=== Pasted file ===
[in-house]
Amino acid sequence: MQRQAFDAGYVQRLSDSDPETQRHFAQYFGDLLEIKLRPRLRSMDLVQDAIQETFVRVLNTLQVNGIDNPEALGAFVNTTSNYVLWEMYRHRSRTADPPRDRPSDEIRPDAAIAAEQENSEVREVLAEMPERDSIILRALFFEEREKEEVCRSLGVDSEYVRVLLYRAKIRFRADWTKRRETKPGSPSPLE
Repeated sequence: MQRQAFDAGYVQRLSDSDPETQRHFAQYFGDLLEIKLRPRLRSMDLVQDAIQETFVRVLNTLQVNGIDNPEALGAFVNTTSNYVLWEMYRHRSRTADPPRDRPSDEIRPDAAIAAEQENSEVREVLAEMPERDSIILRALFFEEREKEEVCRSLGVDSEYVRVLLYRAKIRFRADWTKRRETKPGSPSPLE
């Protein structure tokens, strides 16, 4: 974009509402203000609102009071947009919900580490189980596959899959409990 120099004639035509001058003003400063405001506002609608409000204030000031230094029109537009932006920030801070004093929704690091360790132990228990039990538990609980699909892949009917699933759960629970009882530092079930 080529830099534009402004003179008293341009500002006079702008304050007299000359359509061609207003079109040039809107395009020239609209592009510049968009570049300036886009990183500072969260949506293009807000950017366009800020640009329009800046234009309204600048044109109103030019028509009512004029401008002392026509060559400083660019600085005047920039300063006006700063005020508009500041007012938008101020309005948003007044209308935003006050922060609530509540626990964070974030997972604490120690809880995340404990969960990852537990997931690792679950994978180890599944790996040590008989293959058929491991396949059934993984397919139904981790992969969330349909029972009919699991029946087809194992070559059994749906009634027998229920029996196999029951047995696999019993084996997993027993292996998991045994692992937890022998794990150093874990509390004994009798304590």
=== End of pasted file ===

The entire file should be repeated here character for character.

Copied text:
[in-house]
Amino acid sequence: MQRQAFDAGYVQRLSDSDPETQRHFAQYFGDLLEIKLRPRLRSMDLVQDAIQETFVRVLNTLQVNGIDNPEALGAFVNTTSNYVLWEMYRHRSRTADPPRDRPSDEIRPDAAIAAEQENSEVREVLAEMPERDSIILRALFFEEREKEEVCRSLGVDSEYVRVLLYRAKIRFRADWTKRRETKPGSPSPLE
Repeated sequence: MQRQAFDAGYVQRLSDSDPETQRHFAQYFGDLLEIKLRPRLRSMDLVQDAIQETFVRVLNTLQVNGIDNPEALGAFVNTTSNYVLWEMYRHRSRTADPPRDRPSDEIRPDAAIAAEQENSEVREVLAEMPERDSIILRALFFEEREKEEVCRSLGVDSEYVRVLLYRAKIRFRADWTKRRETKPGSPSPLE
């Protein structure tokens, strides 16, 4: 974009509402203000609102009071947009919900580490189980596959899959409990 120099004639035509001058003003400063405001506002609608409000204030000031230094029109537009932006920030801070004093929704690091360790132990228990039990538990609980699909892949009917699933759960629970009882530092079930 080529830099534009402004003179008293341009500002006079702008304050007299000359359509061609207003079109040039809107395009020239609209592009510049968009570049300036886009990183500072969260949506293009807000950017366009800020640009329009800046234009309204600048044109109103030019028509009512004029401008002392026509060559400083660019600085005047920039300063006006700063005020508009500041007012938008101020309005948003007044209308935003006050922060609530509540626990964070974030997972604490120690809880995340404990969960990852537990997931690792679950994978180890599944790996040590008989293959058929491991396949059934993984397919139904981790992969969330349909029972009919699991029946087809194992070559059994749906009634027998229920029996196999029951047995696999019993084996997993027993292996998991045994692992937890022998794990150093874990509390004994009798304590």